The UK military space primer

An introduction to potential military uses of space.



The UK military space primer provides an introduction to potential military uses of space and to the physical principles and constraints that enable and restrict them.

It complements references to military space applications included in documents such as the future air and space operating concept and UK air and space power doctrine. It also provides an introduction to strategic thinking on space and an outline of how various space-faring nations organise to exploit space.

The UK military space primer emerged from the updating of the future air and space operating concept during 2008 to 2009, and the accompanying awareness of the growing dependence of many aspects of modern life on capability delivered from and through space. These factors highlighted the need for an accessible introduction to the principles that underpin all space flight applications, be they military, civil or commercial.

The primer is in 4 chapters, covering the space environment, orbits, launchers and satellite design; legal issues; space applications (principally from a military standpoint) and finally how military space relates to other users requirements and activities. Chapter 4 also outlines some ideas about strategic thinking and space, and how the UK and its allies organise for space at the national and military strategic level.

Much of the reliance on space alluded to above has arisen unnoticed because of the transparent nature of the services provided. To this extent, the end user may feel they do not require a detailed insight into the underlying principles.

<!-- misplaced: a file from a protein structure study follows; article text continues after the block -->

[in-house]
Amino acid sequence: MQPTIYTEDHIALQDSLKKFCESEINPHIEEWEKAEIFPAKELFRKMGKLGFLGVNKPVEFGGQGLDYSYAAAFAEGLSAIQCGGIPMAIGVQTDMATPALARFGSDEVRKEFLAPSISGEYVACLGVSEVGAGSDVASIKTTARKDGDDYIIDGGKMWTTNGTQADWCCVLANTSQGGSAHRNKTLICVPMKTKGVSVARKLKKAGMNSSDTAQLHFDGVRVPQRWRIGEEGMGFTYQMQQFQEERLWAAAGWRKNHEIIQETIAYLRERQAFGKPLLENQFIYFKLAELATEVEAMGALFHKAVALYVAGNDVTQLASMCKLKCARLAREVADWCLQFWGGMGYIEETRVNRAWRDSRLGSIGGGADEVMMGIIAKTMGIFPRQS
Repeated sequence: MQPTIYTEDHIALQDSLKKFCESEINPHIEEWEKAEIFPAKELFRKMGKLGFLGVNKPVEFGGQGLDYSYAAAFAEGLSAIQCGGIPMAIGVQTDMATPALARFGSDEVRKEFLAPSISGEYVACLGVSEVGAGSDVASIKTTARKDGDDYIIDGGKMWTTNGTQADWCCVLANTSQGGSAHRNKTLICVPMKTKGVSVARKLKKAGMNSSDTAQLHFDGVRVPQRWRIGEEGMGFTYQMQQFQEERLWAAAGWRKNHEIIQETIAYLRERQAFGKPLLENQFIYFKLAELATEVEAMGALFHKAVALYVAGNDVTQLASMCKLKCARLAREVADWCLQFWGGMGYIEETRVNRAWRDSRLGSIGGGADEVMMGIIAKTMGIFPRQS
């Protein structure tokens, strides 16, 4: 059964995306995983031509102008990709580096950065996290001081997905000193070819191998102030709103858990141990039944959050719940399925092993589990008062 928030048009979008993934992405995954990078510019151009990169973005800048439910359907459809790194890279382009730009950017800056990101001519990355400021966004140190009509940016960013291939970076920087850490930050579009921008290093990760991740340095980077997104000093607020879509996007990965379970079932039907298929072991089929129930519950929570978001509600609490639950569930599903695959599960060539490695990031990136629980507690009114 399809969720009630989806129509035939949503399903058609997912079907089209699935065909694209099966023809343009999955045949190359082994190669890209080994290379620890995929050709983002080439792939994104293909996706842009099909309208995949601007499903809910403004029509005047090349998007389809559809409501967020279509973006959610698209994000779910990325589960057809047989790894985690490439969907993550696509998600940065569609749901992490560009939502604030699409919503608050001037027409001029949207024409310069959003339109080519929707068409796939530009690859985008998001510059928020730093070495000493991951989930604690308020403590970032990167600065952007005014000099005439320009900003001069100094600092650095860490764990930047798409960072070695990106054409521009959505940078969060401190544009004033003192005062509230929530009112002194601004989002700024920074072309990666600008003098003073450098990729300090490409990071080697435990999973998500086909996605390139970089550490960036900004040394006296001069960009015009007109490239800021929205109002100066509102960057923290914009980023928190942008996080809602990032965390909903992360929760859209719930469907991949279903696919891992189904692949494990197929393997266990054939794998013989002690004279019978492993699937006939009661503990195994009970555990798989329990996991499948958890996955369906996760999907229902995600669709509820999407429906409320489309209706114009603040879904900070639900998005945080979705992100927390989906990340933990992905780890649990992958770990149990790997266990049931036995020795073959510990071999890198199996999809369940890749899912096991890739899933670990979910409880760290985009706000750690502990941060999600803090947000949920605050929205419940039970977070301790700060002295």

Any military reader, however, who aspires to be an intelligent customer for space, or who wants to think about how space capability can be incorporated into planning or operations in other environments needs to understand at least some of the content. Students of contemporary military affairs and more general readers interested in military space flight may also find it of interest.

The primer is well illustrated and extensively cross-referenced, principally to show how the fundamental physics of space flight influence all meaningful activity in space, but also to illustrate how apparently abstract ideas have very concrete implications. No mathematical or engineering background is assumed.

A bibliographic essay provides suggestions for further reading. The contents, index and use of annexes to isolate detail should allow readers to extract information on a particular topic without scanning the full text.

Published 1 June 2010